Non illegitimi carborundum.

 
 
 

Can RPM database be corrected manually?

Post by Vladimir Florinsk » Wed, 24 Apr 2002 16:17:47




>> there is no way to scan your harddisk and update the rpm-database
>> according to the found files.

> That's not what I wanted to do.

> I wanted to go into the DB like a bull in a china shop and edit it by
> main force, so that it would subsequently know, if it knows what's good
> for it, that my kernel is 2.4.18.

> But I have no idea where the DB is stored or what its format is. I can
> probably figure these things out, but I thought I'd ask the experts
> first.

There is documentation on this (the database format and the librpm
interface). Red Hat has the book on their web site. But this is the wrong
approach and goes against the philosophy behind package management.

The correct method is to create the kernel rpm. This will not be easy for
a big package such as the kernel. Again, RedHat's book tells how to
prepare the spec file, etc.

I would suggest an easier option though: upgrade to RH 7.2 or another
modern distribution. This will install a 2.4.9 (or later) kernel which
should be good enough for you.

--

Vladimir

 
 
 

Can RPM database be corrected manually?

Post by Mike Olive » Fri, 26 Apr 2002 14:56:37



> I would suggest an easier option though: upgrade to RH 7.2 or another
> modern distribution. This will install a 2.4.9 (or later) kernel which
> should be good enough for you.

But that kernel wouldn't have my customizations, right?

Besides I never managed to get 7.0 working, so I'm reluctant to
touch 7.x in general, especially after seeing the stuff about
it running slow on AMD machines.

 
 
 

Can RPM database be corrected manually?

Post by Vladimir Florinsk » Sat, 27 Apr 2002 03:16:41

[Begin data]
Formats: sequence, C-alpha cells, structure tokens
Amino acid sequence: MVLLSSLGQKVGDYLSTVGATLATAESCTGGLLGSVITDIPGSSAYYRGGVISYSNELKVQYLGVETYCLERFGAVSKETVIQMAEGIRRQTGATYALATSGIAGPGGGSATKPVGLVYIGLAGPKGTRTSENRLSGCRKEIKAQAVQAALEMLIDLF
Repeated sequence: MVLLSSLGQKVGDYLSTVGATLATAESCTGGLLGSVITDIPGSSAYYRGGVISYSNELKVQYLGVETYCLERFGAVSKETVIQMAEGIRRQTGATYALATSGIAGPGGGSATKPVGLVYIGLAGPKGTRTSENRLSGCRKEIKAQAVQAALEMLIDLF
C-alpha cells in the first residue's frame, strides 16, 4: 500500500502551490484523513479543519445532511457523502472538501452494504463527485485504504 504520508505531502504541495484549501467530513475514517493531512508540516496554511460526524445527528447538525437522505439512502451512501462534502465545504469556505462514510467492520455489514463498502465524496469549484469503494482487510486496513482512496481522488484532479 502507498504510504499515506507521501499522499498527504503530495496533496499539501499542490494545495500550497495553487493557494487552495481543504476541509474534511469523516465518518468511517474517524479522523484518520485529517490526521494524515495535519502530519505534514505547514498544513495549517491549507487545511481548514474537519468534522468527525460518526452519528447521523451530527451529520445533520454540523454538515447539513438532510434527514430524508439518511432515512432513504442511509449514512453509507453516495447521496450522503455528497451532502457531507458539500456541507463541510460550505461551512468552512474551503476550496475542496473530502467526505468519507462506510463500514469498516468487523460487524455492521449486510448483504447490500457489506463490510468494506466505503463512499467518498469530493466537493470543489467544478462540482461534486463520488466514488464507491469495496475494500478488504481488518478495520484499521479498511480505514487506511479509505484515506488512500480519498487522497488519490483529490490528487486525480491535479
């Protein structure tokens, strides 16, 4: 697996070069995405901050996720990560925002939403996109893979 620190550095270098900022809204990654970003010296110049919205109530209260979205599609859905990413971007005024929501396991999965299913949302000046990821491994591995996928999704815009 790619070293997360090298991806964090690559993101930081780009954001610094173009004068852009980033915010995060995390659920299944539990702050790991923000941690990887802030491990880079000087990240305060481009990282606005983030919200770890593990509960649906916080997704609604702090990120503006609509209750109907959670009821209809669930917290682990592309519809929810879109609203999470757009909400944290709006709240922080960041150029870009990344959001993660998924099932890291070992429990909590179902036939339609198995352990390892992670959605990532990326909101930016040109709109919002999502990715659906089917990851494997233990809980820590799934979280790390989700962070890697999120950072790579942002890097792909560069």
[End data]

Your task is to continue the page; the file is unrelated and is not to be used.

>> I would suggest an easier option though: upgrade to RH 7.2 or another
>> modern distribution. This will install a 2.4.9 (or later) kernel which
>> should be good enough for you.

> But that kernel wouldn't have my customizations, right?

What are these customizations you find so important? Building kernels is
not a useful excersize in itself and there is usually no advantage of
doing it. If you need a new driver, build it separately.

In any case you can build the kernel from the kernel-source RPM, or from
kernel.org, whatever. You can have as many kernels installed at the same
time as you like. But you should have at least one 2.4 kernel RPM
installed to get rid of your dependency problems.

Quote:> Besides I never managed to get 7.0 working, so I'm reluctant to touch
> 7.x in general, especially after seeing the stuff about it running slow
> on AMD machines.

Red Hat versions X.0 are usually of inferior quality, but X.2 are good. As
far as "running slow", you seem to be confused here.

--
Vladimir

 
 
 

Can RPM database be corrected manually?

Post by Ken Bloo » Sat, 27 Apr 2002 16:08:25




>>[Linux RH6.2, kernel 2.4.18]

>>I've installed some stuff, e.g. the new kernel, via "make install"
>>from the source package rather than by RPM.  Now when I try to
>>add new stuff by RPM, it sometimes fails because it thinks the
>>kernel is too old, when in fact it's not.

>>I could use --nodeps, I suppose, but then I'm not sure what's
>>the point in using RPM at all.  What I'd like to do is set
>>RPM straight as to what I *actually* have installed, by changing
>>its database.  Can this be done?  How?

> in fact : no

> there is no way to scan your harddisk and update the rpm-database according
> to the found files.

> [snip]

> However I would not recommend this. In my daily work I install a
> distribution with all common packages and then forget about rpm for the
> rest of the machines live [snip]

unless you use checkinstall, as I do, so everything installed on my
system is an RPM. It turns out to be pretty convenient because if I
install something once, then the next time I reinstall the machine I
might want to install the same software again.
 
 
 

1. Recovering the /var/lib/rpm RPM database?

Hey,

I lost my RPM database (the directory /var/lib/rpm). Don't ask me
how....

Does anybody have any suggestions on how to build a new one without
having to install all packages again. Maybe somebody wrote a tool that
compares SPEC files with existing files on your computer and updates the
database for you if the correct file are found??

cheers,

Edgar

--
Edgar Vonk